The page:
A memorandum was handed over by the representatives of the aggrieved families of the disappeared persons two days ago to Northern Governor Dr. Suren Raghavan who is one of the five members of the delegation sent by President TMaithripala Sirisena to attend the UNHRC session in Geneva.
It was on the request made by Governor Dr. Raghavan, soon after he was handpicked by President Sirisena to be present at the 40th UNHRC session, a delegation of eight persons including mothers of the involuntarily disappeared persons had handed over a memorandum to the Governor highlighting their plight with regard to the disappearances of their beloved ones.
In the meantime former Provincial Councillors M. K. Sivajilingam and Ananthi Sasitharan had handed over a memorandum, last week, to the Northern Governor elaborating on the humanitarian problems in the North and the East to be tabled at the ongoing UNHRC session in Geneva.
From the time the UNHRC focused on the post-war humanitarian issues in the North and the East of Sri Lanka it is for the first time this year, a member from the Government delegation, Northern Governor Dr. Raghavan, focused on even accommodating the expectations of the aggrieved families from the North and the East at Geneva.
President Sirisena would have expected Governor Dr. Raghavan to elaborate on the Government’s role in dealing with the post-war humanitarian issues. However, as far as the humanitarian issues are concerned being the Governor of Northern Province Dr. Raghavan cannot simply ignore the realities in the Province.
Already there were demonstrations held in various parts of the North and the East by the people directly affected due to the war in the two provinces seeking the attention of the UNHRC in Geneva.
On the other hand the recent report by High Commissioner of the UNHRC Michelle Bachelet has pointed out that there was virtually no progress on Sri Lanka’s efforts towards implementing the UNHRC Resolution 30/1 of 2015 which was meant to resolve the post-war humanitarian problems as well as to strengthen peace and reconciliation in the island.
Therefore, Northern Governor Dr. Raghavan while representing the Government in Geneva, should also be in a position to speak on the true situation in his province over the existing humanitarian issues such as the families of the involuntarily disappeared persons seeking justice, prolonged detention of the Prevention of Terrorism Act (PTA) prisoners, land issues as well as the progress made in strengthening peace and reconciliation in the country.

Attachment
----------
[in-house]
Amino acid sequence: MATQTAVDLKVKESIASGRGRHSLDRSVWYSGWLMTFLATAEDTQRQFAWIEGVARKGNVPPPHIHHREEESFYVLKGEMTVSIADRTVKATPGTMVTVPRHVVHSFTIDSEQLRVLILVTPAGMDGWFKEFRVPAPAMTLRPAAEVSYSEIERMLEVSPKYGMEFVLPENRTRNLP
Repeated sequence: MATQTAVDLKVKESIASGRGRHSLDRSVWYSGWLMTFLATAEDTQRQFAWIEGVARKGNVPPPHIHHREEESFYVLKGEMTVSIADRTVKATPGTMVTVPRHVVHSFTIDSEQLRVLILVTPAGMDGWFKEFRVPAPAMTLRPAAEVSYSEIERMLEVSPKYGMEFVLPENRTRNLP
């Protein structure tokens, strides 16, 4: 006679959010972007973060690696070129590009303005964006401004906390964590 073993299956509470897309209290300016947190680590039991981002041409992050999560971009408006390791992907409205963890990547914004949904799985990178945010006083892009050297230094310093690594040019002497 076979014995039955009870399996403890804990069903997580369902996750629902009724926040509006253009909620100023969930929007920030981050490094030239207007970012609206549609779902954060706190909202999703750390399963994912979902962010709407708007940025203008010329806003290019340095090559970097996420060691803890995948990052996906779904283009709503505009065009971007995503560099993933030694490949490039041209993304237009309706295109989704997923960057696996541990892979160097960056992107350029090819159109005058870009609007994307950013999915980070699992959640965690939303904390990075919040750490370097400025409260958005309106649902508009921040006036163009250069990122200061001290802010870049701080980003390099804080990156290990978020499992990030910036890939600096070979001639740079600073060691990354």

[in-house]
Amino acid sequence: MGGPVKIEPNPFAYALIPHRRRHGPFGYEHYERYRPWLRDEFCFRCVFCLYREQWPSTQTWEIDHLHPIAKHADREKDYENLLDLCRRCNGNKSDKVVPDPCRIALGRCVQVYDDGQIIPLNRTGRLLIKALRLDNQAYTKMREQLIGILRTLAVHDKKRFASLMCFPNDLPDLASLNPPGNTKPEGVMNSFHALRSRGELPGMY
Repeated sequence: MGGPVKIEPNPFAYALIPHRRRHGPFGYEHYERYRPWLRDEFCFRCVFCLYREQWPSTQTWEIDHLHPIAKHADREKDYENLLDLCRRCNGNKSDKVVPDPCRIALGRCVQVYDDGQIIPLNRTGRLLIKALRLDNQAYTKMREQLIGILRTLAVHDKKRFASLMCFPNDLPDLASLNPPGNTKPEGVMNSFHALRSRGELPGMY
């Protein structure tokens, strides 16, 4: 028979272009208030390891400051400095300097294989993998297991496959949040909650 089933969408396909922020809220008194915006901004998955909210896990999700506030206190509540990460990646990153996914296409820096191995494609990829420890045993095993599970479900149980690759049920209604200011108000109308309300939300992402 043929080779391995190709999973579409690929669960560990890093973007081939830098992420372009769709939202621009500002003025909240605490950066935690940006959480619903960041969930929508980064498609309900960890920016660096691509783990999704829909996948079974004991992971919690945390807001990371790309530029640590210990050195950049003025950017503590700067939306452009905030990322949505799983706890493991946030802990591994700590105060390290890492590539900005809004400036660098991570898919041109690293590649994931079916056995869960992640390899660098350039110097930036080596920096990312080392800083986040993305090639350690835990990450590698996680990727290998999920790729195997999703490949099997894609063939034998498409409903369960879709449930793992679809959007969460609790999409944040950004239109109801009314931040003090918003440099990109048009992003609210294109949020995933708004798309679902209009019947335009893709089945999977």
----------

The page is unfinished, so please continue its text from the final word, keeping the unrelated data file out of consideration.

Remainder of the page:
So, the Northern Governor made a wise move by taking with him the memorandum submitted by the aggrieved families from his province to represent the country with a balanced outlook at the UNHRC session in Geneva.
However, the UNHRC High Commissioner Bachelet’s latest report on Sri Lanka’s failure towards implementing the UNHRC Resolution 30/1 of 2015 in full is based on the observations made by the UNHRC officials and other affiliated institutions to the UN body from the time the resolution which was cosponsored by Sri Lanka was brought in year 2015.
So, any move to backtrack on the UNHRC resolution by the Government of Sri Lanka is expected to create an adverse effect with regard to the country’s international relations.
United States of America
With the withdrawal of United States of America from the UNHRC, the United Kingdom will take the lead role in dealing with the resolution on Sri Lanka accompanied by Germany and Canada in Geneva this year.
Unlike in the USA, the Tamil Diaspora in the UK, Canada and Germany remain very strong. Already a huge number of Sri Lankan Tamil expatriates have gathered in Geneva to emphasise the full implementation of the UNHRC resolution of 2015 while highlighting the alleged atrocities committed during the three decades of darker period in the island.
A significant number of those who gathered in Geneva were from various countries in Europe and the family members of those who were affected in the Northern and Eastern Provinces of Sri Lanka.
When the UNHRC resolution cosponsored by Sri Lanka is taken up on 21 March, an extensive analysis on the progress made in the implementation of the resolution based on the UNHRC High Commissioner Bachelet’s latest report is expected to be made in Geneva.
As the UNHRC Resolution 30/1 is considered a remedial measure to heal the wounds of the three decades of the past and to strengthen peace and reconciliation through constructive political moves with the support of the international community, Sri Lanka cannot continue with its `hide and seek’ game by pleading for the extension of the period to implement the resolution.
UNHRC High Commissioner Michelle’s report on Sri Lanka has pointed out that, despite granting the extensions to implement the resolution in the past three years, Sri Lanka has hardly made any progress in the implementation of the resolution.
So, the UNHRC is of the view that Sri Lanka cannot consider the grace period offered to the country so far as granted and delay the implementation of the resolution.
Therefore, the ball is now in the Sri Lankan court, and the country has to prove its credibility by playing its role without taking the international community for a ride.